Molly Ford is a writer living in New York City. She has captured my heart as the brilliance behind one of my favorite blogs, Smart Pretty and Awkward. As someone who has always made ridiculous strides to be prettier, smarter, and less awkward, I’ve found help (and hope!) in each of Molly’s adorable SPA blog posts over time. She also appreciates Diet Coke just like myself. So make sure to check out SPA after you read her guest post on FBDC!
You’re pretty. I like your dress. I want your shoes.
Why are these the most common type of compliment young women give to one another?
While it is nice to hear that someone else besides you likes your outfit, it is only a momentary high. I much prefer the unusual compliments; the ones women never give other women except in long birthday letters when they reflect on their friendship. I want women to start praising, flattering, calling out the good stuff in other women on deeper topics than fashion choices. And I want them to start doing it out loud, to each other, within earshot of other women. Every day.
Since a very young age, I’ve been a reader of memoirs and self-help books. I love when successful, interesting people share advice drawn from their life experiences. In high school, I started a compliment box, an idea I got from one of these types of books.
I kept little note cards that each had a compliment I’d received that year. While I stopped the compliment box when I got to college, I came across it recently while cleaning out my childhood room. Flipping through the sections, I bypassed all the compliments on my eyes or my smile, which, while sweet, didn’t really tell me anything about me. I poured over the compliments on my schoolwork and my personality.
Compliments from others on your looks only reflect what the person looking at you can physically see. Compliments from others on intangible things reflect something more profound.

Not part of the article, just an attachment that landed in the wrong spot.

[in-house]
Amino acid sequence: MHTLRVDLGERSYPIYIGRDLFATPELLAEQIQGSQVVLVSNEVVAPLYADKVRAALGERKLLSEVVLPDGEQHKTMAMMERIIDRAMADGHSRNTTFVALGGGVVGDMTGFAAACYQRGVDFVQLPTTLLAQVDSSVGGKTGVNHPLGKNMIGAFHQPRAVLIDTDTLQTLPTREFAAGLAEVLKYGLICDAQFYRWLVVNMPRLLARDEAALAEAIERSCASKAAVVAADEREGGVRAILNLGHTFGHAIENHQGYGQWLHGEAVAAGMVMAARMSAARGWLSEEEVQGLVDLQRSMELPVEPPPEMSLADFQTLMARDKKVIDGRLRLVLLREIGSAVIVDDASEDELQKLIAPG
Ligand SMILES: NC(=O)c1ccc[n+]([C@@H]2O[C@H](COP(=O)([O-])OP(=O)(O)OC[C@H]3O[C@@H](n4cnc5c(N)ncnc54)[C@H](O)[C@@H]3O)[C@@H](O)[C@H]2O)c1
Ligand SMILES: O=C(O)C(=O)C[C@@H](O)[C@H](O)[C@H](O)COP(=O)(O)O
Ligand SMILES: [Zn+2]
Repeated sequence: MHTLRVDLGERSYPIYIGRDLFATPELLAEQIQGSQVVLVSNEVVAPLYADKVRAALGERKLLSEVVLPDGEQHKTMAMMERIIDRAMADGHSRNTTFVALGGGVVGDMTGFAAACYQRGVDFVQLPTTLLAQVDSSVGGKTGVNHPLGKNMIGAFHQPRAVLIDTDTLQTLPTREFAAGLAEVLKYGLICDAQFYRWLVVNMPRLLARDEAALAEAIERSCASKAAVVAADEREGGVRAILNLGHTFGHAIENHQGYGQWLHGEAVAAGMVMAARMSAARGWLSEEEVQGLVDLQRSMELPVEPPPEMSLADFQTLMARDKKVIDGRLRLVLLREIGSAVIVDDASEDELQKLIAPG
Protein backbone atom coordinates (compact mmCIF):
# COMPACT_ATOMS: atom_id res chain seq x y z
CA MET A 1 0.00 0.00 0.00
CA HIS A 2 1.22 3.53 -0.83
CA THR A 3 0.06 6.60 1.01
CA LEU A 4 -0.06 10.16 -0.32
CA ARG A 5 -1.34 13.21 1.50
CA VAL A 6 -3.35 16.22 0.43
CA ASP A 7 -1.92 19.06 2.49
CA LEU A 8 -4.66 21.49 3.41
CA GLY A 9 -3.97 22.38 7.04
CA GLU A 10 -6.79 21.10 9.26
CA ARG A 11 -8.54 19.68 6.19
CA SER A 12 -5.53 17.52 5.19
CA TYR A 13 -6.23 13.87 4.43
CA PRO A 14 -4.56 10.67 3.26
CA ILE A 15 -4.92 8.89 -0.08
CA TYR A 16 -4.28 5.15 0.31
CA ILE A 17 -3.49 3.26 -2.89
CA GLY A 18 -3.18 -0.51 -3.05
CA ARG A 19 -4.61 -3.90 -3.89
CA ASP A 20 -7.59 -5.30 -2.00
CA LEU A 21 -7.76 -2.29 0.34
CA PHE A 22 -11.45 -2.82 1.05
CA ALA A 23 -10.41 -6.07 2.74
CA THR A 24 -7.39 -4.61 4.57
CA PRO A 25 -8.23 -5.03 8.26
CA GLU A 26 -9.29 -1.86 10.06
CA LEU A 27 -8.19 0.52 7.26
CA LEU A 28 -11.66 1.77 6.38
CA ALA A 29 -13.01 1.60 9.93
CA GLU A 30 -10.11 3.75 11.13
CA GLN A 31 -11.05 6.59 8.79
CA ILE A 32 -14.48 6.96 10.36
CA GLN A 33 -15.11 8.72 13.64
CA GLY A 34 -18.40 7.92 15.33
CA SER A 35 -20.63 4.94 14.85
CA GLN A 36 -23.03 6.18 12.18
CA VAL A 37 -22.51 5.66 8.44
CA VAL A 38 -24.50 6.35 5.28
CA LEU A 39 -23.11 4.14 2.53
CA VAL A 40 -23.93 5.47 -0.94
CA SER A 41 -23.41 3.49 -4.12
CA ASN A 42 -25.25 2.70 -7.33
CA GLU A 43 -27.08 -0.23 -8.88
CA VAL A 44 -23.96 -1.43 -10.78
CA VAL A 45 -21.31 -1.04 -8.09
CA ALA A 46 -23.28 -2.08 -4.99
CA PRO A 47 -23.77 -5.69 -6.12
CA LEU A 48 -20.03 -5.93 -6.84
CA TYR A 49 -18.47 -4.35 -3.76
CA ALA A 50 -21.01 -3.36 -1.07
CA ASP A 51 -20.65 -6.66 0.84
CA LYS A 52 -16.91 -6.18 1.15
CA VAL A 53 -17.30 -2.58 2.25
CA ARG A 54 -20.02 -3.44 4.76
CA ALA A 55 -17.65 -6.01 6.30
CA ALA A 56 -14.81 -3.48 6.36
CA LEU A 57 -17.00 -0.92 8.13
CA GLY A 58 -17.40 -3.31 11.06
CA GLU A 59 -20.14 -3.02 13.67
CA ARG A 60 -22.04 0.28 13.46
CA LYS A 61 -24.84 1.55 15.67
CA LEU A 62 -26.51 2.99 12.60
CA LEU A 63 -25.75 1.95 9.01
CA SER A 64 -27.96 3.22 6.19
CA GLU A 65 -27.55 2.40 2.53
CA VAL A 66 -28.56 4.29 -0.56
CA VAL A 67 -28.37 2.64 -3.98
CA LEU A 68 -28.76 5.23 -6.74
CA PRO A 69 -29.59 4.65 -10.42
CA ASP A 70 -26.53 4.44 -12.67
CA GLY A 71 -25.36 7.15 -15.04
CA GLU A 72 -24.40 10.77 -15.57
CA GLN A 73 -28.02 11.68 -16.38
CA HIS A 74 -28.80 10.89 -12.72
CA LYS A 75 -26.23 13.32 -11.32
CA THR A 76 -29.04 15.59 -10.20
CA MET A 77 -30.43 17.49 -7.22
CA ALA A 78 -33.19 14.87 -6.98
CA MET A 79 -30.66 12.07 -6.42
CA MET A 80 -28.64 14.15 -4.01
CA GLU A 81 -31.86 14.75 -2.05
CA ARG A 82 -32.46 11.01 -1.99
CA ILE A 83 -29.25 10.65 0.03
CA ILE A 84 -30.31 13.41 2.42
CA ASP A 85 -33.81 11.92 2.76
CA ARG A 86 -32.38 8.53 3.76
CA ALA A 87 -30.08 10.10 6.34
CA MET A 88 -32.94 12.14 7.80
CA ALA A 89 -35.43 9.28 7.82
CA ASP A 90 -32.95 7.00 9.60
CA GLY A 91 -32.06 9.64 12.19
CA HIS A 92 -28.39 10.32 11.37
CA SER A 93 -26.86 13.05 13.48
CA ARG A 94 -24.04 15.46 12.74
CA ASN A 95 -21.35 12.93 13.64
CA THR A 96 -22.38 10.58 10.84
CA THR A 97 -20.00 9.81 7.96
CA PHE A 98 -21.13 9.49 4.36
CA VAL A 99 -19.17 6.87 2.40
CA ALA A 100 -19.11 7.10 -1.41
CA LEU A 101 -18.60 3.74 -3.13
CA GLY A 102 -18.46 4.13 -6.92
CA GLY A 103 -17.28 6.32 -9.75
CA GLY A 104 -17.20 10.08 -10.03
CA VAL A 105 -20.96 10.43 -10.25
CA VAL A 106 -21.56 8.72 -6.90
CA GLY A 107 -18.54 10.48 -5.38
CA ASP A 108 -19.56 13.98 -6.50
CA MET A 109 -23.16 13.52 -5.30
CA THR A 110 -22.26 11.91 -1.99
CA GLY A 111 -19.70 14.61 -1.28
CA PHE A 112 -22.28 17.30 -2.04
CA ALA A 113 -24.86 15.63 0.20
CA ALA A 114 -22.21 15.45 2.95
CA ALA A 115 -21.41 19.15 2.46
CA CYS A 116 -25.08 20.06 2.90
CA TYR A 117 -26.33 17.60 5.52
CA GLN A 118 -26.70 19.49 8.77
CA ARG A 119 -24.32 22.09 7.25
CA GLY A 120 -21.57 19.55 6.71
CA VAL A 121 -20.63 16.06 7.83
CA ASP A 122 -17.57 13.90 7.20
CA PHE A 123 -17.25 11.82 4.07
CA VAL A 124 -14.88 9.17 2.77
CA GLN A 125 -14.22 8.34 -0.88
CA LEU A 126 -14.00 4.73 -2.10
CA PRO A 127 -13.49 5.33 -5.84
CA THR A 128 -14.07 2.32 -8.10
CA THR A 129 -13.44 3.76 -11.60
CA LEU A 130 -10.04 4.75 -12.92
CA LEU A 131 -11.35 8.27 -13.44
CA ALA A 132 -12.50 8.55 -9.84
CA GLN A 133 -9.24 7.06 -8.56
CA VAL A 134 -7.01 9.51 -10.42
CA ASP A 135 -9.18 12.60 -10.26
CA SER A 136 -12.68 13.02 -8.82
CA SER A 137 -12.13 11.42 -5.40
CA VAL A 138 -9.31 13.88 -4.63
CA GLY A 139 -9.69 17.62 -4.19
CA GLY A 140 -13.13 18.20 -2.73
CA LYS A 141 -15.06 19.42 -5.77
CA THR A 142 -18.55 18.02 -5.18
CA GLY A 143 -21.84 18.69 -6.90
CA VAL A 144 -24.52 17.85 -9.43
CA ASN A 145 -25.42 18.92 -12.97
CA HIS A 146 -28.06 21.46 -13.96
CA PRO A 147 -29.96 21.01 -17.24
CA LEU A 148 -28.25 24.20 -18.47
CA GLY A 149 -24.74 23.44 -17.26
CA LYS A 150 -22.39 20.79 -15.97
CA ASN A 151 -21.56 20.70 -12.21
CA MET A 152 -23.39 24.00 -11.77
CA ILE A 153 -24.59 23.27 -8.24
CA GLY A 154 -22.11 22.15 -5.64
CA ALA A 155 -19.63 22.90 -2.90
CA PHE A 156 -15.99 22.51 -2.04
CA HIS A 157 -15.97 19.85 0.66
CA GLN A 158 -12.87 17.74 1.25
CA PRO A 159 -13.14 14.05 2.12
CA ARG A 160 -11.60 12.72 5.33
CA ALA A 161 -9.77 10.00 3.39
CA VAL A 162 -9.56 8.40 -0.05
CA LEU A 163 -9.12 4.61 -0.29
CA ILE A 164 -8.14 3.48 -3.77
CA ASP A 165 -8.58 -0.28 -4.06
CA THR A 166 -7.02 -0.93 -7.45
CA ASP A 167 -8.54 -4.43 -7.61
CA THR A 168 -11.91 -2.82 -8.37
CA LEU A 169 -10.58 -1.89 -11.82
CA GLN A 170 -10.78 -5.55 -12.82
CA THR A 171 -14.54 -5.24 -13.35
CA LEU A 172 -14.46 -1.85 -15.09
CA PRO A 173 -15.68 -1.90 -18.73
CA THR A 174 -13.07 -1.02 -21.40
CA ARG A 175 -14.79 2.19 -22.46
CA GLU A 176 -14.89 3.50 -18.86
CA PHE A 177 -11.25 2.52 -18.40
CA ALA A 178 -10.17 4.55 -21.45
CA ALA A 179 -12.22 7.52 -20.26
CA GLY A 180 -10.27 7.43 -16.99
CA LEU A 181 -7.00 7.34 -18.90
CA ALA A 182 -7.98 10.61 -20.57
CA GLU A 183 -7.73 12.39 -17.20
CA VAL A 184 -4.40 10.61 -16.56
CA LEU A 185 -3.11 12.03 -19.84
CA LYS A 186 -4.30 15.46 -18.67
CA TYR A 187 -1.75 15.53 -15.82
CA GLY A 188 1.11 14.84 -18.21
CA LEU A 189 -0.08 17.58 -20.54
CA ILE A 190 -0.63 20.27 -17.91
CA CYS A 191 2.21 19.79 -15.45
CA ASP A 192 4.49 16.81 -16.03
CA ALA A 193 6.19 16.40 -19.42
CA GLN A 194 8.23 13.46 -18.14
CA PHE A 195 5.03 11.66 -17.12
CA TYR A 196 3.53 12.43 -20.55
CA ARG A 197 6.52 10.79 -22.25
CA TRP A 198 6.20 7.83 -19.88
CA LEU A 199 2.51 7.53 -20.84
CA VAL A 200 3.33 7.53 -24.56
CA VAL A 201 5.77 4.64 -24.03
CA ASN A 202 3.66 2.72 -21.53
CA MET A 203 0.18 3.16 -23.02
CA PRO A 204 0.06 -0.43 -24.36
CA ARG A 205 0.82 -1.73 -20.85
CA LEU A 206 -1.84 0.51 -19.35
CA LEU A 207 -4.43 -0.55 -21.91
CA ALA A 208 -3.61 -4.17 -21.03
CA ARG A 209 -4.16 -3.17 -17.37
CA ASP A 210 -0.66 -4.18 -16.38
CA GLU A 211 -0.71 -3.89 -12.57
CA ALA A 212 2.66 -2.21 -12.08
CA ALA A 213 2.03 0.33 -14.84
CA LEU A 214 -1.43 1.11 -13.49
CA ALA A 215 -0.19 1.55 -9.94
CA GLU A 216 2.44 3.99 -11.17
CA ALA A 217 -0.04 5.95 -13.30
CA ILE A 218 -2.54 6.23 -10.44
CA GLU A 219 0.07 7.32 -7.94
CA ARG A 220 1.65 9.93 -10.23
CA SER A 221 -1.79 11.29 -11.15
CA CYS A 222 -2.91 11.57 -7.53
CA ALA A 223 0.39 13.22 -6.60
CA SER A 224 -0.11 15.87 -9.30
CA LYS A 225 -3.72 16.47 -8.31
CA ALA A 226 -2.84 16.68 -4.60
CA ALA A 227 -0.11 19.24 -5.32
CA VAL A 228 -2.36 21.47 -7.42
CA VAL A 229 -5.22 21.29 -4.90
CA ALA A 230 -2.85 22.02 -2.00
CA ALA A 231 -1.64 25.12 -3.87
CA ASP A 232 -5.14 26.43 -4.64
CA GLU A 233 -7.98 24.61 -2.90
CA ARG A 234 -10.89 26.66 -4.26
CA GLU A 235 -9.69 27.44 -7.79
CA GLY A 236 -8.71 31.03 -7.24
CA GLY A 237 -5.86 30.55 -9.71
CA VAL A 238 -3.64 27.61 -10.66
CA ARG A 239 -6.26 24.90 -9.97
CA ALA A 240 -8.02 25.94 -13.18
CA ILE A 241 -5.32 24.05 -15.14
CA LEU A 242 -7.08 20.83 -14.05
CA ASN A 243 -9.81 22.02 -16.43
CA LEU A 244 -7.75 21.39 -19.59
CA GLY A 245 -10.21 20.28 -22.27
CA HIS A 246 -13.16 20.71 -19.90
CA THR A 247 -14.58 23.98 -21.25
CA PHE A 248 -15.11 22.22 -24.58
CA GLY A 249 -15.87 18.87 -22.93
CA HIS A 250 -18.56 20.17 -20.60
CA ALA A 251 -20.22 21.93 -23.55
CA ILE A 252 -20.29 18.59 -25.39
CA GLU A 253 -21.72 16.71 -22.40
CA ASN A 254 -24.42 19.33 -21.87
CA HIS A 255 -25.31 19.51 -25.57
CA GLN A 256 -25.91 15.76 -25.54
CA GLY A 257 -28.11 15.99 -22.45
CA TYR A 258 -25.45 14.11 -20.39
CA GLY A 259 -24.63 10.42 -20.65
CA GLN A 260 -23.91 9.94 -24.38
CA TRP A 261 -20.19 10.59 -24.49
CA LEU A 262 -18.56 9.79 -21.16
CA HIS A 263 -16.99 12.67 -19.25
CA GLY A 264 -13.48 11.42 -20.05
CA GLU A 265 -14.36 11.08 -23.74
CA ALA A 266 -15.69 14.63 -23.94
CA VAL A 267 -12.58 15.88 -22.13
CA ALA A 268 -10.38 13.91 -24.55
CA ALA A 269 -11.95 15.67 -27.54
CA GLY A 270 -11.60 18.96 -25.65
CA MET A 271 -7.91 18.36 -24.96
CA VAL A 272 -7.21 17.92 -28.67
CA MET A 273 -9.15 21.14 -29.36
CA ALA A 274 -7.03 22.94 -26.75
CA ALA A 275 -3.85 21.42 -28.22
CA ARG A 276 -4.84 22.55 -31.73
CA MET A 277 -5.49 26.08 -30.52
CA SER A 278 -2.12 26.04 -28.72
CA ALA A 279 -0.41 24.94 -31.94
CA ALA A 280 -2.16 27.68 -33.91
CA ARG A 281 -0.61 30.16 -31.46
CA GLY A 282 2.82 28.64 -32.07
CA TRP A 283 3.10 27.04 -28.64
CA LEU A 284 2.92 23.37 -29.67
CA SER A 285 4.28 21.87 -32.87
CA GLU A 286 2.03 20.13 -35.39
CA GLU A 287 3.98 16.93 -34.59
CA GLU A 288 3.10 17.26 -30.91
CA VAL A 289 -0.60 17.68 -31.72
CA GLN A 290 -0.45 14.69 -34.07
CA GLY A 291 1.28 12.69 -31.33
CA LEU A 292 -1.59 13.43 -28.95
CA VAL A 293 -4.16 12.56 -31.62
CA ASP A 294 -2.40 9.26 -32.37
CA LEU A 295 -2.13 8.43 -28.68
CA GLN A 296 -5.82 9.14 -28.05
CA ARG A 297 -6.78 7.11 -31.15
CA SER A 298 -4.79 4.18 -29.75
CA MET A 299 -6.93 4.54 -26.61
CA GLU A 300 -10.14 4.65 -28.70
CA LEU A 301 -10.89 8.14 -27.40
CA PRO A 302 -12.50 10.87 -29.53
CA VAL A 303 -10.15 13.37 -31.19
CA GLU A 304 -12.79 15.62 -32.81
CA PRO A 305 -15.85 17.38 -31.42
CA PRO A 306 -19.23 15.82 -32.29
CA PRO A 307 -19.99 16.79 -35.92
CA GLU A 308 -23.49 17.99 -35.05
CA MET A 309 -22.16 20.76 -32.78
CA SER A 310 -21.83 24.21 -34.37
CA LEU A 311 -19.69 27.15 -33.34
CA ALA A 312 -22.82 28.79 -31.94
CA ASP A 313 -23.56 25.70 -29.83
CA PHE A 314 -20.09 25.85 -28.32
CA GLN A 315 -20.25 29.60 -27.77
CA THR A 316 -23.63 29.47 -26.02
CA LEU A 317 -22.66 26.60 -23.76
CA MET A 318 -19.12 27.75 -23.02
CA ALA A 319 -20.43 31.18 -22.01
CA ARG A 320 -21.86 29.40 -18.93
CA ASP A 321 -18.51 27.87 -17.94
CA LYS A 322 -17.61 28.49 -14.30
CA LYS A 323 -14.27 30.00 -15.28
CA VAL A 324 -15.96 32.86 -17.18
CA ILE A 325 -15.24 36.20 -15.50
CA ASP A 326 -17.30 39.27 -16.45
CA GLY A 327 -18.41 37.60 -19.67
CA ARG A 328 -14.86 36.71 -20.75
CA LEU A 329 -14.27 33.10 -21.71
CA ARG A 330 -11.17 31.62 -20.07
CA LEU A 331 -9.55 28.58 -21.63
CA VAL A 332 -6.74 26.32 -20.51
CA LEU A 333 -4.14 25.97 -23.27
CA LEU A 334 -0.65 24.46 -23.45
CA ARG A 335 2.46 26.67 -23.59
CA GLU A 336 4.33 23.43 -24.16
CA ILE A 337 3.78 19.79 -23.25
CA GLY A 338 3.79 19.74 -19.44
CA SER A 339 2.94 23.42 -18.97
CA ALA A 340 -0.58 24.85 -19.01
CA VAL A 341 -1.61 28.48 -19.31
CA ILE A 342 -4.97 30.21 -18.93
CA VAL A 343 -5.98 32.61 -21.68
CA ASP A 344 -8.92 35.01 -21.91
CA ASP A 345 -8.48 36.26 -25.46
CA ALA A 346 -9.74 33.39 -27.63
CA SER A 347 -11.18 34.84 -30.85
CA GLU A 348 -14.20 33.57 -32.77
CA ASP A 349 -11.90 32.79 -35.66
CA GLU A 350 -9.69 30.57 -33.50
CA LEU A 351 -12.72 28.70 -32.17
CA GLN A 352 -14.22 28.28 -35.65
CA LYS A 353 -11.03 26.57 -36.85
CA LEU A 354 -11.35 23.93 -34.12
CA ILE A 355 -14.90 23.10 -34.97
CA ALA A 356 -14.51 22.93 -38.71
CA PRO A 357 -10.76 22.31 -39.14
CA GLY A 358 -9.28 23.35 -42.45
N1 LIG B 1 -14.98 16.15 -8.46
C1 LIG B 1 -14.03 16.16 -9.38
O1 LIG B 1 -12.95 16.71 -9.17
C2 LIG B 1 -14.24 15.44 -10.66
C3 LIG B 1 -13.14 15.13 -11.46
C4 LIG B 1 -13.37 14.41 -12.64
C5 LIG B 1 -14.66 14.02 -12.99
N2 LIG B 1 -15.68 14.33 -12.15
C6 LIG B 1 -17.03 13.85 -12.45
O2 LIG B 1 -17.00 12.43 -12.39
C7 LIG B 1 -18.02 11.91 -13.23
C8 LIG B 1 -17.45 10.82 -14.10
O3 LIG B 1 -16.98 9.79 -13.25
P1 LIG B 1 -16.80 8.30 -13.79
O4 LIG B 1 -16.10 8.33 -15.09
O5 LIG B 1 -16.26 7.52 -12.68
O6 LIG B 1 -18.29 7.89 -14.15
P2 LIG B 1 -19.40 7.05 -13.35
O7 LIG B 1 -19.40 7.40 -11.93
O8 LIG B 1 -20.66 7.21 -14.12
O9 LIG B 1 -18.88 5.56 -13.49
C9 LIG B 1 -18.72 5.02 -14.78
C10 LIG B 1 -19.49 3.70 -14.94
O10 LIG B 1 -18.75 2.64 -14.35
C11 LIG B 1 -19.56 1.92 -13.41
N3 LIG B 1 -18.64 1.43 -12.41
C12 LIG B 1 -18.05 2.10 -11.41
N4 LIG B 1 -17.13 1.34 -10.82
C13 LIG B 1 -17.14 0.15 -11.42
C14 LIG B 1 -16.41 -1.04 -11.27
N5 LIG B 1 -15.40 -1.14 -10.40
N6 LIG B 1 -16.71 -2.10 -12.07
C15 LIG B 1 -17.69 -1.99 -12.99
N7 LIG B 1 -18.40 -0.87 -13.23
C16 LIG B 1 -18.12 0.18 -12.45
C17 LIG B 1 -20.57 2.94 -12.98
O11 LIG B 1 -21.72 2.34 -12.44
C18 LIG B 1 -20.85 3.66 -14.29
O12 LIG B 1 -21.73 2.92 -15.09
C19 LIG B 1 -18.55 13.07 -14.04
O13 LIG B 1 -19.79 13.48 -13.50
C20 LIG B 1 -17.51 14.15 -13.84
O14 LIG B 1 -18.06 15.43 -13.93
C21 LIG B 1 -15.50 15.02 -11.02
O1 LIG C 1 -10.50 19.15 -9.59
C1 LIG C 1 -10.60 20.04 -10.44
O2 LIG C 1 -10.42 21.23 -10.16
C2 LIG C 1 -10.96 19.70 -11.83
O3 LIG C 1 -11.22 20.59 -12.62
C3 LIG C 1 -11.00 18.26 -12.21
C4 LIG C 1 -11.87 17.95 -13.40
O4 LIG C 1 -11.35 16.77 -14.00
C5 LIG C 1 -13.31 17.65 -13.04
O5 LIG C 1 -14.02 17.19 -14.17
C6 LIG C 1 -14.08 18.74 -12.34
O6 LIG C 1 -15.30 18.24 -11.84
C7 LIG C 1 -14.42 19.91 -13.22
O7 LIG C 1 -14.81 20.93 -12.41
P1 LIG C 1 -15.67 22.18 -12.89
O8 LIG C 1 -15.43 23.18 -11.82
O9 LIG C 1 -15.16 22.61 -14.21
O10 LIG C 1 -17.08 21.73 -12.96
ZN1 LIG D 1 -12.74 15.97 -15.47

For girls and young women, it is valuable and vital to our self-esteem to hear validation from other women about our choices not related to fashion. We can all start today: working on praising others on their peacemaking skills; their ability to proof-read complicated documents quickly; or their willingness to major in a tough field. What we admire and respect in other women is not related to their style choices; it is something more. And we should tell them that.
You’re so good at mental math. You juggle your friends and your relationship so well. It makes me so proud to be your friend when I see your byline in the paper.
While I enjoy wearing dresses, great heels, and getting my hair done, the best compliment I’ve gotten this year was when someone very special to me said simply, “You’re the funniest girl I’ve ever known, and will probably ever know.”
That’s the kind of compliment I’ll remember for months or even years. I might even have to resurrect my compliment box for the occasion.